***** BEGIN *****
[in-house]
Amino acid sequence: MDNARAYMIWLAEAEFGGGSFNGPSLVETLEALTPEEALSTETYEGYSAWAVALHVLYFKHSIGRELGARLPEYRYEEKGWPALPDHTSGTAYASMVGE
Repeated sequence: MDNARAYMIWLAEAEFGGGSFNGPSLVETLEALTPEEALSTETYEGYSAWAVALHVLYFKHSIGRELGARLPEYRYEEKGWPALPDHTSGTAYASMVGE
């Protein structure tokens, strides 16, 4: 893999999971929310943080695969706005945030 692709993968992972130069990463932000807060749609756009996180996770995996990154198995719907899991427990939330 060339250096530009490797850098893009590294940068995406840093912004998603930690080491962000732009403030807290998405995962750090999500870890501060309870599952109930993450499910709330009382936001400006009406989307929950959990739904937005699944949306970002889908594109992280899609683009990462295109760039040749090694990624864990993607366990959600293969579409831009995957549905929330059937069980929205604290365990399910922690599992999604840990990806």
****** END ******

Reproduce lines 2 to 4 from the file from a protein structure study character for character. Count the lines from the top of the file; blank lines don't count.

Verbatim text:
Amino acid sequence: MDNARAYMIWLAEAEFGGGSFNGPSLVETLEALTPEEALSTETYEGYSAWAVALHVLYFKHSIGRELGARLPEYRYEEKGWPALPDHTSGTAYASMVGE
Repeated sequence: MDNARAYMIWLAEAEFGGGSFNGPSLVETLEALTPEEALSTETYEGYSAWAVALHVLYFKHSIGRELGARLPEYRYEEKGWPALPDHTSGTAYASMVGE
């Protein structure tokens, strides 16, 4: 893999999971929310943080695969706005945030 692709993968992972130069990463932000807060749609756009996180996770995996990154198995719907899991427990939330 060339250096530009490797850098893009590294940068995406840093912004998603930690080491962000732009403030807290998405995962750090999500870890501060309870599952109930993450499910709330009382936001400006009406989307929950959990739904937005699944949306970002889908594109992280899609683009990462295109760039040749090694990624864990993607366990959600293969579409831009995957549905929330059937069980929205604290365990399910922690599992999604840990990806």